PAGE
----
Good news for babies: The number of mothers breast-feeding is rising across America.
So says the Centers for Disease Control and Prevention in a new report released Thursday. From 2000 to 2008, the proportion of mothers who breast-fed their infants rose from 70.3% to 74.6%. Even better, the proportion of mothers who were still breastfeeding after six months jumped from 34.5% to 44.4% during the same period.
Why is this good? The American Academy of Pediatrics recommends exclusive breast-feeding for a baby’s first six months of life and continued breast-feeding for the second six months, along with solid foods. In a policy statement published last year, the academy credited breast milk with reducing the risk of serious colds, respiratory tract infections, pneumonia, ear infections, sudden infant death syndrome, type 1 diabetes, obesity, gastrointestinal tract infections and myriad other health problems.
Though the popularity of breast-feeding rose among all three racial and ethnic groups surveyed, the authors of the CDC report found that African Americans babies were much less likely than other babies to be breast-fed.
Specifically, the proportion of black mothers who started breast-feeding jumped from 47.4% in 2000 to 58.9% in 2008. For whites, those numbers grew from 71.8% to 75.2%, and for Latinas, they rose from 77.6% to 80% (a difference that was too small to be statistically significant).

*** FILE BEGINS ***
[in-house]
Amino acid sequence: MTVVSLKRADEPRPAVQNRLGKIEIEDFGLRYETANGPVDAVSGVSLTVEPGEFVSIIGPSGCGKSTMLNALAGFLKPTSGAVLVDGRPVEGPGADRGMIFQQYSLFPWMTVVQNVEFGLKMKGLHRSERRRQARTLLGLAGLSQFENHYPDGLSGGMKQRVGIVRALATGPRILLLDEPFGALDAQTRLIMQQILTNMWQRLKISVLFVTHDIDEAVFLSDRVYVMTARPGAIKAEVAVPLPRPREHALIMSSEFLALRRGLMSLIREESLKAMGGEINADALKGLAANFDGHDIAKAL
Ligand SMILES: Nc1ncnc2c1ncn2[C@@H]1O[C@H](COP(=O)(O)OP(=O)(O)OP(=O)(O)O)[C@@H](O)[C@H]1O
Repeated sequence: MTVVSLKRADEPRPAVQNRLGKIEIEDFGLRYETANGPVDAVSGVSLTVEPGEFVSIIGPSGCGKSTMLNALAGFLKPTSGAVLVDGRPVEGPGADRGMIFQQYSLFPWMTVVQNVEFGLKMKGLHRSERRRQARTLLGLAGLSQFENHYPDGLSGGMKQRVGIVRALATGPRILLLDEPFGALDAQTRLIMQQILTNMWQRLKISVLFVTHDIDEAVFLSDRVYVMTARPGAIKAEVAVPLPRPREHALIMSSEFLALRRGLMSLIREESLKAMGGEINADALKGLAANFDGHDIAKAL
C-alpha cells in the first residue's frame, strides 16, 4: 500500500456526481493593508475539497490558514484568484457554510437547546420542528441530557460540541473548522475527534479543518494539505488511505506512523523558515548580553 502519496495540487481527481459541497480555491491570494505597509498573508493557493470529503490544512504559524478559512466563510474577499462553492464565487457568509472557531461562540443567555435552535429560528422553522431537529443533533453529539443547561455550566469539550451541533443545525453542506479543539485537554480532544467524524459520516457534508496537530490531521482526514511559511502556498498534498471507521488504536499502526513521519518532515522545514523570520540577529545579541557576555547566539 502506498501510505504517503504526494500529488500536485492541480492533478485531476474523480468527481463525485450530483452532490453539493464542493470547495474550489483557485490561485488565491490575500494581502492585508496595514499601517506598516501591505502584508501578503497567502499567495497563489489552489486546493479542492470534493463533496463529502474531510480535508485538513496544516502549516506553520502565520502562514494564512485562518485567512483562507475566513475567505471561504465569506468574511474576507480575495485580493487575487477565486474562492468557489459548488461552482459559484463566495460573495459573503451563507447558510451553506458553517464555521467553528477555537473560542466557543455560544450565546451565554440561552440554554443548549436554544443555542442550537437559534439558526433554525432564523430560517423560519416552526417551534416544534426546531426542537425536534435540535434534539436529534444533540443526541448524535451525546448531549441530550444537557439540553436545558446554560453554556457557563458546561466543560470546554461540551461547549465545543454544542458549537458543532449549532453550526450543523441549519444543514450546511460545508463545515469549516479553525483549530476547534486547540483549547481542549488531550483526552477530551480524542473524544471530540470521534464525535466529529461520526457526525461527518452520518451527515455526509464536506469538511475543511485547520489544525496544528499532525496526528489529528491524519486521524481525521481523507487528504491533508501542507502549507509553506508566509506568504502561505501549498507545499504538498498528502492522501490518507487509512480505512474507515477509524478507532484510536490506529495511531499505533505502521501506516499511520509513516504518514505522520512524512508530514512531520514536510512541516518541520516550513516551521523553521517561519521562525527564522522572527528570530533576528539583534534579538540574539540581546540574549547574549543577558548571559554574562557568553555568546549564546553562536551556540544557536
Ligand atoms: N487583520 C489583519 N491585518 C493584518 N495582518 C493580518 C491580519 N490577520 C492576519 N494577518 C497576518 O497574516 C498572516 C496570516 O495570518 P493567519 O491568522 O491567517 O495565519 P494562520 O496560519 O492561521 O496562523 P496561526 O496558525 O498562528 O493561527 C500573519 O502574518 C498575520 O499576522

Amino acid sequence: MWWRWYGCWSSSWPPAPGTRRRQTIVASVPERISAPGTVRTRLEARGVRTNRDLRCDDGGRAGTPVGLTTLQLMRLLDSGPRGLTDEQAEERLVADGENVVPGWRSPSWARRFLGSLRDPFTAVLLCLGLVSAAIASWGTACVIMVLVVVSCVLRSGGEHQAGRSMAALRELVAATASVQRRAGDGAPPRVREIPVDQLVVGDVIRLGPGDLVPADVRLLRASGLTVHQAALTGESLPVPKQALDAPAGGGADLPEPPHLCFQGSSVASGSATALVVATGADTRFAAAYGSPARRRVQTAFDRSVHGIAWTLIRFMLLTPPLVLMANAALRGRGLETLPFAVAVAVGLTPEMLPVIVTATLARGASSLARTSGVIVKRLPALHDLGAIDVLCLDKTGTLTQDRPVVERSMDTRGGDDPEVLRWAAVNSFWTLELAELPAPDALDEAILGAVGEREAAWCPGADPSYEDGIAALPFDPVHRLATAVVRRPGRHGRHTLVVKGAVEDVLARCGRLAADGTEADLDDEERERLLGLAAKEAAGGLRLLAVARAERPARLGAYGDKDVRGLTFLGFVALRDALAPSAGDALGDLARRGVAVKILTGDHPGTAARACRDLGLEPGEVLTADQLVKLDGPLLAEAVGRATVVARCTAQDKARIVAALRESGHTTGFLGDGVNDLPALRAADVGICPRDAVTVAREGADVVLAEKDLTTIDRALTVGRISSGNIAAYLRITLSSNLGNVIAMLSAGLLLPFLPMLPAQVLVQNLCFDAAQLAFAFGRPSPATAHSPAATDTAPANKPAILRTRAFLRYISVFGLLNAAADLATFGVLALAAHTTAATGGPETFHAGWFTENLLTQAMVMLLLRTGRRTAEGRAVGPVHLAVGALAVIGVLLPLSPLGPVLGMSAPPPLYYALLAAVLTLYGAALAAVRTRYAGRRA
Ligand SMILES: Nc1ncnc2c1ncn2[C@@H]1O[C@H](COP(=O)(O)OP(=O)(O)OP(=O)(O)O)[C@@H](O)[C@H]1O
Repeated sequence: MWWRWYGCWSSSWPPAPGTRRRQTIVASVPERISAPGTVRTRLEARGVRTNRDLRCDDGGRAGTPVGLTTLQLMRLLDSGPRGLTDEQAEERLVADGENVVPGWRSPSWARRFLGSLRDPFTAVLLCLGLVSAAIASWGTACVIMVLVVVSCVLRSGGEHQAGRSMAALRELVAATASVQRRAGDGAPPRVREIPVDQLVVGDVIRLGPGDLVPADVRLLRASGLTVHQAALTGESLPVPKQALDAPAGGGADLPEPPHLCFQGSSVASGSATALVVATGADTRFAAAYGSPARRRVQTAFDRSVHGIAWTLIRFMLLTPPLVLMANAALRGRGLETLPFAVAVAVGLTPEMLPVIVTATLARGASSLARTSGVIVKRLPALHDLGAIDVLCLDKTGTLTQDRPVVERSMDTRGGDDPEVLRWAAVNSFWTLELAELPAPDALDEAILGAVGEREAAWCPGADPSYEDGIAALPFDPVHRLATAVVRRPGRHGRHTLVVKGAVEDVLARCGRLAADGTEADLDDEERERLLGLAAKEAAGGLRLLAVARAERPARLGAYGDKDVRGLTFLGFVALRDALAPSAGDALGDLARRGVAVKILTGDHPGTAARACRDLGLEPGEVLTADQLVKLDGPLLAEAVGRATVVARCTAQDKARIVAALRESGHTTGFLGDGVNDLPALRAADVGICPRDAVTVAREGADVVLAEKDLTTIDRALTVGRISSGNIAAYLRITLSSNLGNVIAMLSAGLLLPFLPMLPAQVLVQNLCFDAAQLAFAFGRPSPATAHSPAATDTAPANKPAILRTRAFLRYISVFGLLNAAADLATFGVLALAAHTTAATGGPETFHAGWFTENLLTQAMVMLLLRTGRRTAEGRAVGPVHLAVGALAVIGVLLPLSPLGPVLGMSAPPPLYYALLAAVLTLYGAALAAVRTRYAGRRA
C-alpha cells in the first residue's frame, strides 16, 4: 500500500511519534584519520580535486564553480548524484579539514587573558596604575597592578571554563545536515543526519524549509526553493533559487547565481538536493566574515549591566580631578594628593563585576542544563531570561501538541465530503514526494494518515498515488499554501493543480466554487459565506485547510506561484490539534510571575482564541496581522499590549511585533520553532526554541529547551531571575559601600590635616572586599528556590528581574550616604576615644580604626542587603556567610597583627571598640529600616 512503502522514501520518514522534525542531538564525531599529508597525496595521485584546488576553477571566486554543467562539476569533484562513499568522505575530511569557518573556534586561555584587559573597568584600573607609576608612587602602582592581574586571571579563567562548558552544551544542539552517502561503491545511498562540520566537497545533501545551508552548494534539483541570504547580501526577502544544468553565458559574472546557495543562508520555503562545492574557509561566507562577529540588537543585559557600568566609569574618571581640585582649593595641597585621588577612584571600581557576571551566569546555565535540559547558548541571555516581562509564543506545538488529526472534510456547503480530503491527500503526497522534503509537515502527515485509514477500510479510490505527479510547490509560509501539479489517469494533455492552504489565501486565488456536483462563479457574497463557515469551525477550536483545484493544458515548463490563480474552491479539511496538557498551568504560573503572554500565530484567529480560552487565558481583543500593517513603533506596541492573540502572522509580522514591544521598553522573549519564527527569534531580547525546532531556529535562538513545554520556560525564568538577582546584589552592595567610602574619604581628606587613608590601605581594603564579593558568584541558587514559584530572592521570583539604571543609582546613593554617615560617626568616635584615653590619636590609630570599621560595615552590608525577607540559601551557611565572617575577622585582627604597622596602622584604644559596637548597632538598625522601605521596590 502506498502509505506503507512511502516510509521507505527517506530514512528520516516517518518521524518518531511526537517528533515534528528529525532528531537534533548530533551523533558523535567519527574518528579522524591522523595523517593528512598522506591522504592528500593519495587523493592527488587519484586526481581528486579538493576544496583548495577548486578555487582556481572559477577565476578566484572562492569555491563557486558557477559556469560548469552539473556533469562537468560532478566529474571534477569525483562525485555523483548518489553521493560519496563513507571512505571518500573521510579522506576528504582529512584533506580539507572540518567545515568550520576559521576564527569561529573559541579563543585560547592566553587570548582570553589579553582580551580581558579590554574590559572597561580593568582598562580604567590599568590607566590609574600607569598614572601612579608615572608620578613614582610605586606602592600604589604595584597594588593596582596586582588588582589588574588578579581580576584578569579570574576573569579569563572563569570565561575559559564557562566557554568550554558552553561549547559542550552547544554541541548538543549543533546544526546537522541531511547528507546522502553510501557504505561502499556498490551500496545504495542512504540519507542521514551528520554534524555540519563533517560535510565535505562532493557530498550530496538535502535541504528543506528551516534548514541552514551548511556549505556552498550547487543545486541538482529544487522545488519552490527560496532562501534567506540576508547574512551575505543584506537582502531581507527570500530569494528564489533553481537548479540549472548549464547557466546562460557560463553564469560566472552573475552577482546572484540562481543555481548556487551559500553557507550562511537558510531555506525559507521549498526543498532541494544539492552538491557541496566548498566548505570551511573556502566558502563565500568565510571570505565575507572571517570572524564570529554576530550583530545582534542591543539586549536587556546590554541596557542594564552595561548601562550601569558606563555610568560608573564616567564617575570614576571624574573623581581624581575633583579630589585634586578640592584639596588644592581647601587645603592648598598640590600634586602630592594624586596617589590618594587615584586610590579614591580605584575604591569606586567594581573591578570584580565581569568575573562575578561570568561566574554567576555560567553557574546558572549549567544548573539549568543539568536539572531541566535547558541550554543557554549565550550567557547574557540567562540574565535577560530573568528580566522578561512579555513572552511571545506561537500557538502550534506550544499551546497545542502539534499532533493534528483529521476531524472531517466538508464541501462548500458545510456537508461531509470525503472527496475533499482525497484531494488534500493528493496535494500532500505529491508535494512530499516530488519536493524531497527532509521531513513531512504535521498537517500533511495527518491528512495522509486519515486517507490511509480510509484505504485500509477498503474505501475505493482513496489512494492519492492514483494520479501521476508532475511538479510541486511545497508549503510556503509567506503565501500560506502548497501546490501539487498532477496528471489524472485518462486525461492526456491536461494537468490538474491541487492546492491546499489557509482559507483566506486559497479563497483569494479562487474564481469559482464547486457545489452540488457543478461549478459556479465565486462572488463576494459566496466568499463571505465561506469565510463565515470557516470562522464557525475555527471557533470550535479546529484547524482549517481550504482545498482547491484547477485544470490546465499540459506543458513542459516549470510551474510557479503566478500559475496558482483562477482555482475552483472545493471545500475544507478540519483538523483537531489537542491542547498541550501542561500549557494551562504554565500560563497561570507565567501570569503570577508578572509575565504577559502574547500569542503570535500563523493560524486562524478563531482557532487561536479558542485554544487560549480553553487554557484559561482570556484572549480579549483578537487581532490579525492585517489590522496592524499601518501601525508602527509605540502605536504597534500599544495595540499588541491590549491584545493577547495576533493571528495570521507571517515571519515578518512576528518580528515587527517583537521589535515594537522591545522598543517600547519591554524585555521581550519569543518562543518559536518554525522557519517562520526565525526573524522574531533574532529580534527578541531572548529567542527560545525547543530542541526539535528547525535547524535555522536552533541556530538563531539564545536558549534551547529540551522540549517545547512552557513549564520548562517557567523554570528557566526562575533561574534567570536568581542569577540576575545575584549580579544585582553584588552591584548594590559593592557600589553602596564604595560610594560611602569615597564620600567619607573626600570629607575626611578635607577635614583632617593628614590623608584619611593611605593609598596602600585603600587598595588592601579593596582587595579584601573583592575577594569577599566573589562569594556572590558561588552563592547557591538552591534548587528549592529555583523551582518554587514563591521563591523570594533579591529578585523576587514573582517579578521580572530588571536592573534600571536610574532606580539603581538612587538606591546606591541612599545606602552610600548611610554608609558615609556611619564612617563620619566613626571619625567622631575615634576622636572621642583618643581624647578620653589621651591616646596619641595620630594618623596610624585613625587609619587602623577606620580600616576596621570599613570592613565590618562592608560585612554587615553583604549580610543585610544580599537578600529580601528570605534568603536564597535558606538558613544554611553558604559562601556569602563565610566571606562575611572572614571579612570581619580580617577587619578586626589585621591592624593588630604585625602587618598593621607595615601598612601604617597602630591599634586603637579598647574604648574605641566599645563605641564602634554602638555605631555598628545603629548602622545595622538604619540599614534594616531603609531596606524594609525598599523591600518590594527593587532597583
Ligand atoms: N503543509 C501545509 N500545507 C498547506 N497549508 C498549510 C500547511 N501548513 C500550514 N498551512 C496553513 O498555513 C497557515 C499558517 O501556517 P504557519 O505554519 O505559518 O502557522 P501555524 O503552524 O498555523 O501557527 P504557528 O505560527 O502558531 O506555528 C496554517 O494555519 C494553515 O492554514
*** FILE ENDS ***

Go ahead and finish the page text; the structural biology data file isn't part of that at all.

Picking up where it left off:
Similarly, the proportion of black moms who were still breast-feeding after six months rose from 16.9% to 30.1%, while for whites the growth was from 38.2% to 46.6% of mothers and for Latinos it was from 34.6% to 45.2%.
“Although the gap between black and white breast-feeding initiation narrowed, black infants still had the lowest prevalence of breast-feeding initiation and duration, highlighting the need for targeted interventions in this population to promote and support breast-feeding,” wrote the authors of the report, from the CDC’s National Center for Chronic Disease Prevention and Health Promotion, National Center on Birth Defects and Developmental Disabilities and National Center for Immunization and Respiratory Diseases.
And despite the many signs of progress, the CDC researchers still saw the glass as half empty. “Despite increases in the prevalence of breast-feeding, fewer than half of the infants in the survey were still breast-feeding at 6 months, indicating that women who choose to breast-feed their infants need support to continue breast-feeding,” they wrote.
The data are based on answers provided in the National Immunization Survey, which is conducted four times a year by phone.
You can read the full study, which appears in the latest edition of the Morbidity and Mortality Weekly Report, online here.
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